We will manage. And we will find the laughter. And we will be missing him.
I put my money where my mouth (or at least my keyboard) is and made donations to both organizations today. I will do another round of giving at the end of the year. No matter where you contribute, support something that feeds your spirit. If you can’t give money, give time. It feels great. I promise.
Now that you have had your fill of turkey and found all kinds of great deals, I would like to do my yearly donations pitch. Many of you make donations on Giving Tuesday or do year end contributions. Here are 2 places worthy of consideration.
David S Tremaine Memorial Scholarship – in 2 years we have been able to award 11 renewable scholarships with plans to give out more in the spring. Donations are TAX DEDUCTIBLE so it really is a win-win. Donations can be made through http://collegeaccessfairfax.org/donation/.
You will be mailed a receipt for your taxes and will also have my undying gratitude when they email me and tell me you donated!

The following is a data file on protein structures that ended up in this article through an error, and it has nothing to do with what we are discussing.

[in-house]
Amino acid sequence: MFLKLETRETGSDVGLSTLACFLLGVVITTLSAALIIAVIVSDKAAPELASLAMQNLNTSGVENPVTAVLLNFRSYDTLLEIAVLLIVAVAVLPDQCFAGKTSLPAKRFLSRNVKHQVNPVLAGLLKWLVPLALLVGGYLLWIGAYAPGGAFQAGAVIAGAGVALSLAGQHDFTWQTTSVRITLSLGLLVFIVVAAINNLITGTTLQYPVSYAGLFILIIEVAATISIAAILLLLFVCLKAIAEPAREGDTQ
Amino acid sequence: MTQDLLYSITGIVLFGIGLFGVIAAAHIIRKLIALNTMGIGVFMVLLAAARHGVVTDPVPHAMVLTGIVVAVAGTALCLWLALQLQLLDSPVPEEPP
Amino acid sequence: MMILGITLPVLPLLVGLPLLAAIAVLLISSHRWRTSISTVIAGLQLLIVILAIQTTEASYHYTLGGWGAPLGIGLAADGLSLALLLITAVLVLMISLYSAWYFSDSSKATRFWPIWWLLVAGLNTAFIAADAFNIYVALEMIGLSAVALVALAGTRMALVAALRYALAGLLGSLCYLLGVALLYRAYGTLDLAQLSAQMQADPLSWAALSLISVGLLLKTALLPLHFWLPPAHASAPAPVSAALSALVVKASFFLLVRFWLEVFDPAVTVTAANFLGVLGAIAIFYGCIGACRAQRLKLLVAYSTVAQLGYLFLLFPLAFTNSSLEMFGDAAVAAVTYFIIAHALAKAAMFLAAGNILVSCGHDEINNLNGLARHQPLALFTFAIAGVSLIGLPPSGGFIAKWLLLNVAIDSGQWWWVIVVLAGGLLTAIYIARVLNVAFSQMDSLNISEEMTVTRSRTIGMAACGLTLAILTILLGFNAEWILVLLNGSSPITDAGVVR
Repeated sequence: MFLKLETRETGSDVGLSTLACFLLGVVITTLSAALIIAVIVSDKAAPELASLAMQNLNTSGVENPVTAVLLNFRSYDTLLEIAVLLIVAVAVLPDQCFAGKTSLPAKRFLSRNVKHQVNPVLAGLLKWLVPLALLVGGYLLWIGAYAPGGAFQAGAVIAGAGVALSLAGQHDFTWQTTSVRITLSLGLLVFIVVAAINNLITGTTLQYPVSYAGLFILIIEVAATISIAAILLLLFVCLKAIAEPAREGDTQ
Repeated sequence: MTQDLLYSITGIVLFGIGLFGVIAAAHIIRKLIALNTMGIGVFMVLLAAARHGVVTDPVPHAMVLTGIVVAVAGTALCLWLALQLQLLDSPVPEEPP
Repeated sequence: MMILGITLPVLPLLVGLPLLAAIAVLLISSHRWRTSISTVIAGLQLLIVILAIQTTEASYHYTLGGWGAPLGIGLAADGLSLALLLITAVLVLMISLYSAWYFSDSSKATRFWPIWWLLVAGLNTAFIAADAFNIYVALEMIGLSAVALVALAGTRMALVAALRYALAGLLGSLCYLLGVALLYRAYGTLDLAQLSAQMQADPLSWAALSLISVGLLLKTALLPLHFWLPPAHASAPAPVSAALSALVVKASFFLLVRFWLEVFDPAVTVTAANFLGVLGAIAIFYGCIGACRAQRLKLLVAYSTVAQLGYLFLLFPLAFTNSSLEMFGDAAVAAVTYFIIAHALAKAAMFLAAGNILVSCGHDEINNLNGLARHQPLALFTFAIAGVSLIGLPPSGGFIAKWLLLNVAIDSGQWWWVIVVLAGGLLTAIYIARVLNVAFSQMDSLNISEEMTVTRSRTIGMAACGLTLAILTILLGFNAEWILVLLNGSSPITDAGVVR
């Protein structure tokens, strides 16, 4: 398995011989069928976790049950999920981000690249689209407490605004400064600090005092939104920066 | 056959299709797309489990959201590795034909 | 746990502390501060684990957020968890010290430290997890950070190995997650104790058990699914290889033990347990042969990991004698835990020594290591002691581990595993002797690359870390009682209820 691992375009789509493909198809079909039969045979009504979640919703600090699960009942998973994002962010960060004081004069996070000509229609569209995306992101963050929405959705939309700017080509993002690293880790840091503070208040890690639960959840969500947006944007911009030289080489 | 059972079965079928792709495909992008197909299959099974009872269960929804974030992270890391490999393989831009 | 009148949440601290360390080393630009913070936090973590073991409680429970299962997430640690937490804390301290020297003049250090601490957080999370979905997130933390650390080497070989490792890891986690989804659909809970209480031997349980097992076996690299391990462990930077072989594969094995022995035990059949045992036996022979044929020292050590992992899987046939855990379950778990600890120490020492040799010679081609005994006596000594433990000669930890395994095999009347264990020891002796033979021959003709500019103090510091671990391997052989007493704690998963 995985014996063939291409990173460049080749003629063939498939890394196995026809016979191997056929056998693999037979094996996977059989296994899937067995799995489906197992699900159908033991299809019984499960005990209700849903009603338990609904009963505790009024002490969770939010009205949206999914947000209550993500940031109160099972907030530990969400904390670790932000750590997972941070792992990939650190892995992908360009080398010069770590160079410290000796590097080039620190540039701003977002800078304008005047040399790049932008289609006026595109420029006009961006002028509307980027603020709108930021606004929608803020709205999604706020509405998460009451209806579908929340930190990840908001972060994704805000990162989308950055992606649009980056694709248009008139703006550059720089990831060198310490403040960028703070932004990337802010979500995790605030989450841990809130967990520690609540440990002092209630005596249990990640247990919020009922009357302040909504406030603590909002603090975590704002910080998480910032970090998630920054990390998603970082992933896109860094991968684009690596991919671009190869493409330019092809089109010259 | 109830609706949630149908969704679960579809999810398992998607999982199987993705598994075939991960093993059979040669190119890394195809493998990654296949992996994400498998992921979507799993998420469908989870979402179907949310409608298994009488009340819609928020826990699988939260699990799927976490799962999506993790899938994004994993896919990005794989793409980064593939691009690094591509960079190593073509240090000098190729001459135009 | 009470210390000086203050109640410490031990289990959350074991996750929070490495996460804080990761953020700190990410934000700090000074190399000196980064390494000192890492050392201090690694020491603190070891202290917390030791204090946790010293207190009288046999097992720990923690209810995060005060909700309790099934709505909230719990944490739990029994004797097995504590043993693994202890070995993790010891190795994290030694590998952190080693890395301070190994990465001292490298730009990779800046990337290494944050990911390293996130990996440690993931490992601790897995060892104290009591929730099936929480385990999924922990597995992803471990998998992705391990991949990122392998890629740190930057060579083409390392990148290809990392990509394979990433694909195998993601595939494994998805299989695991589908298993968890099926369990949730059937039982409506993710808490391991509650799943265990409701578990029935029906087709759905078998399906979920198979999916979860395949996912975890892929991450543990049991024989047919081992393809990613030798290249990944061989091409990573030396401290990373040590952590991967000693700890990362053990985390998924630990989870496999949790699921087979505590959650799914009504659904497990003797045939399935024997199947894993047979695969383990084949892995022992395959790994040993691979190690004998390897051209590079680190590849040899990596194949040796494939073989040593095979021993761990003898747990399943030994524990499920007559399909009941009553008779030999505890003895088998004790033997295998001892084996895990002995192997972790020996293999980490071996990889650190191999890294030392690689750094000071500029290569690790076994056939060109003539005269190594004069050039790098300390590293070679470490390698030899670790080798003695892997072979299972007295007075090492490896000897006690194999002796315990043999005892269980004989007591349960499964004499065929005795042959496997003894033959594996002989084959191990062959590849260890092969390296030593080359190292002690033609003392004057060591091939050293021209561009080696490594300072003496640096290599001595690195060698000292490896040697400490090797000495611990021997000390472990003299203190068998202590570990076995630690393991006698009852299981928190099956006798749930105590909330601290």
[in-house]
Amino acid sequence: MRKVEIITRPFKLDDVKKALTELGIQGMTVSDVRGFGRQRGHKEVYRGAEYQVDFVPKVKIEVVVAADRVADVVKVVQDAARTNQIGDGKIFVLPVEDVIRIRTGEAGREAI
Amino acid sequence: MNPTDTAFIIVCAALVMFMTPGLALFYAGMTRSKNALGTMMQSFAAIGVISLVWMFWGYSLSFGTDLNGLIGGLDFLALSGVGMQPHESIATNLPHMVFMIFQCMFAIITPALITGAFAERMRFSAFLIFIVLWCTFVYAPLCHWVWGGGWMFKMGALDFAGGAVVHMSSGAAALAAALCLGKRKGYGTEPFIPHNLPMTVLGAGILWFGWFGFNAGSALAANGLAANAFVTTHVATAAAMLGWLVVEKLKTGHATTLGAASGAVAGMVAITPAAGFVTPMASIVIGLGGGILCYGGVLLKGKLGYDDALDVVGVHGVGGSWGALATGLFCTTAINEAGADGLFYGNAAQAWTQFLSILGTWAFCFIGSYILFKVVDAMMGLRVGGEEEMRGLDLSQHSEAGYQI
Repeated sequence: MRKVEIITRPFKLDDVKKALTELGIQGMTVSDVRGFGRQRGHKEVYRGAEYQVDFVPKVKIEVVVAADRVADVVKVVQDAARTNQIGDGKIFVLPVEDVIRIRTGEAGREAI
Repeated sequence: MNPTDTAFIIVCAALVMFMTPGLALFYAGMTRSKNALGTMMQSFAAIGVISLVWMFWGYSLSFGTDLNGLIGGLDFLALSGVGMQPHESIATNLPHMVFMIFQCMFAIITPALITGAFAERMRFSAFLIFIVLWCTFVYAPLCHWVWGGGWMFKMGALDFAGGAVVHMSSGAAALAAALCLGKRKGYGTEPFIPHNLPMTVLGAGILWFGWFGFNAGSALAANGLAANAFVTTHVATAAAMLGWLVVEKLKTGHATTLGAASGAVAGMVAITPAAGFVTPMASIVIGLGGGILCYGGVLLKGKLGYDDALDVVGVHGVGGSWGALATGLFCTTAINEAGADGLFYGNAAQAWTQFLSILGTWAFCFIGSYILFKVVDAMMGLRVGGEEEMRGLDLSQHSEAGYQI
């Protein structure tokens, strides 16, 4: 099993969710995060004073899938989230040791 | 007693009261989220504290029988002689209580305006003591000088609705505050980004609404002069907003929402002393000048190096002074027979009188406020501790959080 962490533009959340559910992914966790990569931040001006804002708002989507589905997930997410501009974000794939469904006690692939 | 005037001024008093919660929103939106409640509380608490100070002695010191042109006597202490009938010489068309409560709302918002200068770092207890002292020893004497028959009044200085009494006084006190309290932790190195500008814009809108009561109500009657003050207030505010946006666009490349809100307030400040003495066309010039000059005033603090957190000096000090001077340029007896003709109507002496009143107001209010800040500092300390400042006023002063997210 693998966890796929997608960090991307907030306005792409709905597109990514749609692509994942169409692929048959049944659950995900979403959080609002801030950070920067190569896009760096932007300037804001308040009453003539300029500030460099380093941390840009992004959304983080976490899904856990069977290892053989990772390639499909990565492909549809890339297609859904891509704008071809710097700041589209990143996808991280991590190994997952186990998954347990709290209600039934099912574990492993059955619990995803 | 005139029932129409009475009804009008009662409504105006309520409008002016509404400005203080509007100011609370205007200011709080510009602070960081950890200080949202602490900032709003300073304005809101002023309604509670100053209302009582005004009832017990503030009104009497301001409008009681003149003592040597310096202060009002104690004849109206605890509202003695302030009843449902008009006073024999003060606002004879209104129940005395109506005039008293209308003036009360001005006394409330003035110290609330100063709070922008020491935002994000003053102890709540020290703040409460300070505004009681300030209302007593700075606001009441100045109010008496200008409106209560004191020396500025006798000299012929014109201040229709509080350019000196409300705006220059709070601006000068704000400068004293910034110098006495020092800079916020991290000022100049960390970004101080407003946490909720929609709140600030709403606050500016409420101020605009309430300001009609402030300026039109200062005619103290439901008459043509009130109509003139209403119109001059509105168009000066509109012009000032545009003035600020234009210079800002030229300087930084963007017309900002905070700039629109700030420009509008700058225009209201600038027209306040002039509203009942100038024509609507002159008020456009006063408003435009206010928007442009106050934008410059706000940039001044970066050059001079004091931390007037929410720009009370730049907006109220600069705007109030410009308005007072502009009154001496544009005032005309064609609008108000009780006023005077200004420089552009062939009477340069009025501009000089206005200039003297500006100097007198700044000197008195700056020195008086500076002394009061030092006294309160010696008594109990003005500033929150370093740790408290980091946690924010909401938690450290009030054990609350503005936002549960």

Camp Kesem William and Mary – you have already seen and heard about this incredible camp and what it has done for Parker. There are chapters all across the country and I know all of them would appreciate your support. Again, all donations are TAX DEDUCTIBLE.http://campkesem.org/williammary/donate
Thanks in advance for considering these very worthy causes when making your donations this year! xo
#campkesem_wm #collegeaccessfairfax #givingtuesday
Today, as every day, I am thankful for the three best people I know. They just happen to be my children. They are so much fun to be around. Want to be inspired? Spend some time talking to any one of them. They are not just doing okay in our post-Dave world, they are kicking ass.
I have always given so much credit to Dave for how well they have navigated life since June 2014. He provided for us financially so that we have a roof over our head and food on the table, tuition can be paid and trips can be taken. That peace of mind has been a blessing many times over. He provided for us emotionally especially in the last few weeks before he died. I believe that we all carry his words letting us know that we would be okay and to take things one step at a time close to our hearts. I will always be thankful for the man and father that he was and how completely selfless he was during those last days so that his energy could be spent wrapping us in a Dave sized security blanket to last us a lifetime.